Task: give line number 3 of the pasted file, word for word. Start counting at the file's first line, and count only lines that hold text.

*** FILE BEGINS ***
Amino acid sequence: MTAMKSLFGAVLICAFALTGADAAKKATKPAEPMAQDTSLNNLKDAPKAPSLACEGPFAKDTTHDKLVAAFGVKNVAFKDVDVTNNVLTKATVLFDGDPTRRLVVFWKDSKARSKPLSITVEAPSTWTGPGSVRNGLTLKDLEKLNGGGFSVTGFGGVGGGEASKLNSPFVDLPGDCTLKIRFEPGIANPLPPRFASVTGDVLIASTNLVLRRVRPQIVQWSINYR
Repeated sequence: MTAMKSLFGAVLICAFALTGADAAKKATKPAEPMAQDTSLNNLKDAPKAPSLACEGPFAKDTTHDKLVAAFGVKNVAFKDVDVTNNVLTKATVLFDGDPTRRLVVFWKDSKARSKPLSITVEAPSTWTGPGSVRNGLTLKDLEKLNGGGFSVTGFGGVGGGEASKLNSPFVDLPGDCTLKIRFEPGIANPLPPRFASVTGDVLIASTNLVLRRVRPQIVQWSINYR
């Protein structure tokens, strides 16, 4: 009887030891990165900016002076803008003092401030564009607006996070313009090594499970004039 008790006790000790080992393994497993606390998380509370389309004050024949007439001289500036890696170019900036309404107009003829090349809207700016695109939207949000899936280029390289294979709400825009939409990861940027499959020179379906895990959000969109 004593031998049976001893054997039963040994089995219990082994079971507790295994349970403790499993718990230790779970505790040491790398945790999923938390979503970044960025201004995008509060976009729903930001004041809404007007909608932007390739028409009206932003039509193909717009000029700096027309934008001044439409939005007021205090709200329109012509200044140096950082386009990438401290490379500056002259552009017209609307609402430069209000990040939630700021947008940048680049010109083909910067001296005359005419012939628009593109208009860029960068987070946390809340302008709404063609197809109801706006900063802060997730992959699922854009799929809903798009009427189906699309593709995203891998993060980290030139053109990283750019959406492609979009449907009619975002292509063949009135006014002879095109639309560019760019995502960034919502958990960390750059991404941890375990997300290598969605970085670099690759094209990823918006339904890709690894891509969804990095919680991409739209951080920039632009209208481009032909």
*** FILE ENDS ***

């Protein structure tokens, strides 16, 4: 009887030891990165900016002076803008003092401030564009607006996070313009090594499970004039 008790006790000790080992393994497993606390998380509370389309004050024949007439001289500036890696170019900036309404107009003829090349809207700016695109939207949000899936280029390289294979709400825009939409990861940027499959020179379906895990959000969109 004593031998049976001893054997039963040994089995219990082994079971507790295994349970403790499993718990230790779970505790040491790398945790999923938390979503970044960025201004995008509060976009729903930001004041809404007007909608932007390739028409009206932003039509193909717009000029700096027309934008001044439409939005007021205090709200329109012509200044140096950082386009990438401290490379500056002259552009017209609307609402430069209000990040939630700021947008940048680049010109083909910067001296005359005419012939628009593109208009860029960068987070946390809340302008709404063609197809109801706006900063802060997730992959699922854009799929809903798009009427189906699309593709995203891998993060980290030139053109990283750019959406492609979009449907009619975002292509063949009135006014002879095109639309560019760019995502960034919502958990960390750059991404941890375990997300290598969605970085670099690759094209990823918006339904890709690894891509969804990095919680991409739209951080920039632009209208481009032909």